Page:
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I have a third party component that I am trying to write unit tests around. The problem is that I can't mock the object and there is no interface.

I decided to create an interface and a wrapper class calling into the code for the sake of mocking. I looked into the class definition that is generated by Visual Studio using the meta data and noticed a few things:

  • The class has two constructors (one takes a parameter)
  • The class inherits from IDisposable

My questions are:

  1. Does my implementation below look right?
  2. Did I handle the IDisposable implementation correctly in the proxy class?
  3. Do I need the second constructor in the proxy class since the interface does not support constructor definitions? I use dependency injection in my code and I assume unless I tell my DI framework to use the second constructor I don't really need it but I am not sure.

The meta data looks like (slimmed down version):

public class PopClient : IDisposable
{
    public const int DefaultPort = 110;
    public const int DefaultSSLPort = 995;

    public PopClient();
    public PopClient(AddressFamily addressFamily);
    public bool HasTimeStamp { get; }
    public List<string> Capability();
    public void Connect(string host);
    protected override void GetServerGreeting();
}

Based on the meta data, my interface looks like (after removing methods/properties/access modifiers that are invalid in an interface definition):

public interface IPopClient : IDisposable
{
    bool HasTimeStamp { get; }
    List<string> Capability();
    void Connect(string host);
    void ConnectSSL(string host);
}

Based on the interface, I then created the wrapper class:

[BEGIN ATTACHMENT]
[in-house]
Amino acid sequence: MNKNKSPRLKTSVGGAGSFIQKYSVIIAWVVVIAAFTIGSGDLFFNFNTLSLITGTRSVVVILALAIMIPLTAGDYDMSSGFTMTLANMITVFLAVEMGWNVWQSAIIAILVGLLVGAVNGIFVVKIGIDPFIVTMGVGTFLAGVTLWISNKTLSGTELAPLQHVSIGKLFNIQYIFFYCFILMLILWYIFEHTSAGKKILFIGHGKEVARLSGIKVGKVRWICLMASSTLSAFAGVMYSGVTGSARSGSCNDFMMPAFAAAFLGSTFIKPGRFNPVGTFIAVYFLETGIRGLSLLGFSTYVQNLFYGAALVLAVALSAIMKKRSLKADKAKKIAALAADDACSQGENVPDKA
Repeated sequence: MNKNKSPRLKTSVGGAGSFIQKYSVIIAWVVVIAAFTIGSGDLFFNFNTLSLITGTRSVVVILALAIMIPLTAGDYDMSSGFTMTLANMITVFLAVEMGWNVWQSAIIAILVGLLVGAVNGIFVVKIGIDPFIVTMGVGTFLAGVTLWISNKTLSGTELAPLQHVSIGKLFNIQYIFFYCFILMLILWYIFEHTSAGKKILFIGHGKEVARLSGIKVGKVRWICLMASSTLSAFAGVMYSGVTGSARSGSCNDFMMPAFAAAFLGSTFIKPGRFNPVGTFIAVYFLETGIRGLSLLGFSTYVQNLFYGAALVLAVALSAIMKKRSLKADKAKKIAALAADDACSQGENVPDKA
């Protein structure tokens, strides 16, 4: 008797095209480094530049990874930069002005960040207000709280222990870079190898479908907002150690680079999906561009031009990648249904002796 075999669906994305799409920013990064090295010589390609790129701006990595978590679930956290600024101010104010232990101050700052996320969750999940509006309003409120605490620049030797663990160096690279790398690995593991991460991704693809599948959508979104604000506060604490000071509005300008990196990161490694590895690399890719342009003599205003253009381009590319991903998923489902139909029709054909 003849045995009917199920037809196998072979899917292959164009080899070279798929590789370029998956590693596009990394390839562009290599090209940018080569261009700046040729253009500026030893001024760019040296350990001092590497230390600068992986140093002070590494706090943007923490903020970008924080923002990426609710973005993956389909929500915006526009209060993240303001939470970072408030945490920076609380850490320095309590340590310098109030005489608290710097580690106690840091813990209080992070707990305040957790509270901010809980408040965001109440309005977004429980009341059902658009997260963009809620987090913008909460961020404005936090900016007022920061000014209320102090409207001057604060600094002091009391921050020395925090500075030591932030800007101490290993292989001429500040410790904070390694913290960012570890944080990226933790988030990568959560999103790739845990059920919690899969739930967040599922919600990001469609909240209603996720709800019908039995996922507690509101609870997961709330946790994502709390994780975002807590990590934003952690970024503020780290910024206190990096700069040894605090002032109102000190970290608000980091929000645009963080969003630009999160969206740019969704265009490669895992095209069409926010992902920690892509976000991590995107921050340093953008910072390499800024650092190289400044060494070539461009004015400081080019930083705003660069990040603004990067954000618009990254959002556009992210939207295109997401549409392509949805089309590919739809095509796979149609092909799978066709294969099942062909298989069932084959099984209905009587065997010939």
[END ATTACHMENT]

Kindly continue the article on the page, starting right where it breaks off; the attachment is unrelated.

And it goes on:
public class PopClientProxy : IPopClient
{
    private readonly Pop3 pop3;

    public PopClientProxy()
        this.pop3 = new Pop3();

    public PopClientProxy(AddressFamily addressFamily)
        this.pop3 = new Pop3(addressFamily);

    public bool HasTimeStamp
        get { return pop3.HasTimeStamp; }

    public List<string> Capability()
        return pop3.Capability();

    public void Connect(string host)
        pop3.Connect(host);

    public void Dispose()
    {
        if (pop3 != null)
            pop3.Dispose();
    }
}
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Congratulations! You have successfully utilized the object-oriented design pattern known as the Adapter Pattern. I think that looks perfectly good. Though, I wouldn't check pop3 for null in the Dispose() method as it will be guaranteed to not be null by the constructors and the readonly field modifier:

public void Dispose()
{
    pop3.Dispose();
}
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  • \$\begingroup\$ I'm by no means an expert about IDisposable, but isn't there a risk that the thread gets aborted while the constructor runs, and the object subsequently gets disposed by the garbage collector, in which case pop3 may be null ? \$\endgroup\$ – Suzanne Dupéron Jan 20 '14 at 23:13
  • 2
    \$\begingroup\$ If your constructor aborts, the constructor will throw an exception. pop3 will either be picked up by the garbage collector or, if it were null, won't matter, because the Dispose() won't get called because the full PopClient object isn't created and is a null value (the using statement won't call Dispose() on a null object). \$\endgroup\$ – Jesse C. Slicer Jan 20 '14 at 23:54

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